Tuesday 10 May 2016

Rhubarb and Apple Galette with an all butter spelt pie crust.

Yossy Arefi from the blog 'Apt 2b Baking Co' recently released her first cookbook 'Sweeter off the Vine' but I am yet to get my hands on a copy (come on payday!). This hasn't stopped me drooling over the recipes and photos from it, you see I've turned into bit of a stalker. I've been reading all the reviews from other bloggers who have a copy and I have serious FOMO. So to try and fix my serious case of FOMO I decided to make a recipe from her blog instead to feel included in this online bake-a-long. Just to make you also have FOMO, you can see a trailer for the cookbook here and if you don't crave pie or blueberry cobbler after watching it, something is wrong with you.

Rhubarb and Apple Galette with an all butter spelt pie crust.

It was the perfect opportunity last weekend when I found a semi dodgy looking bunch of rhubarb (I think it was the last of the season) hiding in the bottom of our veg box. It was just asking to be turned into pie and when I saw the apple and rhubarb galette on Yossy's blog I was sold. A galette is a free formed tart where you pile the fruit in the centre of the rolled out pie crust and fold the edges over so a tart tin is not needed. It's rustic and in my opinion so much better than a traditional tart, you get more of the flaky pastry edges but not quite as much if you had made a pie so I think of galettes somehow in between a pie and a tart... kind of. Anyway, it definitely doesn't skimp on indulgence.

Rhubarb and Apple Galette with an all butter spelt pie crust.

The recipe starts with your favourite variety of all butter pie crust. I don't have a specific favourite so had a little search around for a recipe and found a rye pie crust from Food52 but couldn't find rye flour (I didn't try very hard) so decided to use spelt instead. Totally different flavours I know but I just went with it and I think I've found my favourite pie crust because boy oh boy was it good!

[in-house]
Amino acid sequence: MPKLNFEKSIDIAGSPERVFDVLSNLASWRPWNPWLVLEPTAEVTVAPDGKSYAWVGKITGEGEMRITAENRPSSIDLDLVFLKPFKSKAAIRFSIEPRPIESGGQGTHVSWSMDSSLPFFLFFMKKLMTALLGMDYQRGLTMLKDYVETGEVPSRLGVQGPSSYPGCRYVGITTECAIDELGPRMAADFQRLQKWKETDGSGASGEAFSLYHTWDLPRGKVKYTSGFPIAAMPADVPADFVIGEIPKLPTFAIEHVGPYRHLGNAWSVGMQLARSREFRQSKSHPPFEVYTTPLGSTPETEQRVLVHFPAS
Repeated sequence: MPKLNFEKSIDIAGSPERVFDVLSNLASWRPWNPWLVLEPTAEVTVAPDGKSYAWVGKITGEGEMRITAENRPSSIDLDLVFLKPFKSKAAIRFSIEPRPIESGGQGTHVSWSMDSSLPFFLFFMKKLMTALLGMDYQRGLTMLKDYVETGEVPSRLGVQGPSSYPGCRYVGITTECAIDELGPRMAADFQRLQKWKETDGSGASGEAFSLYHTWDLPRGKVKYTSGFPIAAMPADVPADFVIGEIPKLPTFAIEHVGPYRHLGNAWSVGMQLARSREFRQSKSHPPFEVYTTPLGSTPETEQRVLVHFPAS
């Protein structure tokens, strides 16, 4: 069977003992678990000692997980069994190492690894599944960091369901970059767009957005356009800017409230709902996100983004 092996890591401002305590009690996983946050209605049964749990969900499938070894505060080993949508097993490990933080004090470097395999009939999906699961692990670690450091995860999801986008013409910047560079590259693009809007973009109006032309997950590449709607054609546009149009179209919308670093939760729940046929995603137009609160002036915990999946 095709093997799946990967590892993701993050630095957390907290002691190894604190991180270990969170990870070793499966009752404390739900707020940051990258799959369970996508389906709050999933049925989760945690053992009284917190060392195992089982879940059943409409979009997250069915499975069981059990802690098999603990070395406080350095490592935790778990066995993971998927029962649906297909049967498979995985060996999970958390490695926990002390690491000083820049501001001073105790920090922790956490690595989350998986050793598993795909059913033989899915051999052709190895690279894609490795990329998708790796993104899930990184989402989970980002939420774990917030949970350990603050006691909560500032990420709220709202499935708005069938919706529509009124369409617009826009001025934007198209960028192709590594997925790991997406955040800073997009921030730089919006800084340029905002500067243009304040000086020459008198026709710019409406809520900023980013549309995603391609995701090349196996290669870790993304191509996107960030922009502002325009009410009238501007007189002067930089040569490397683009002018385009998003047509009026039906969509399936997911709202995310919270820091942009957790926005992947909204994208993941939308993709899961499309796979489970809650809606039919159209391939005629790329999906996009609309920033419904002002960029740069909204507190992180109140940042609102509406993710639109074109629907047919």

Rhubarb and Apple Galette with an all butter spelt pie crust.

You smoosh the cubed butter into fat discs so you end up with chunks of butter spotted throughout the dough, which when baked go all flaky and buttery and with the raw sugar sprinkled on top you get that sweet crunch. You can never go wrong with the combination of rhubarb and apple, it's always a perfect match. The tartness of the rhubarb works so well with the sweetness of the cooked apple and then the flaky buttery pastry... oh my! It is seriously good pie crust. Add a scoop of vanilla ice cream on top of the warm galette and you've lost me to this dessert forever.

The pie crust recipe makes enough for two galettes (or one pie) so I have a disk in my freezer just waiting for me to roll it out, fill it with fruit and bake it. I know what I'll be baking and eating this weekend - and I highly suggest you make this too. As in, now.

Rhubarb and Apple Galette with an all butter spelt pie crust.

Rhubarb & Apple galette

makes 1x 9-inch tart/galette
adapted from Apt 2b Baking Co by Yossy Arefi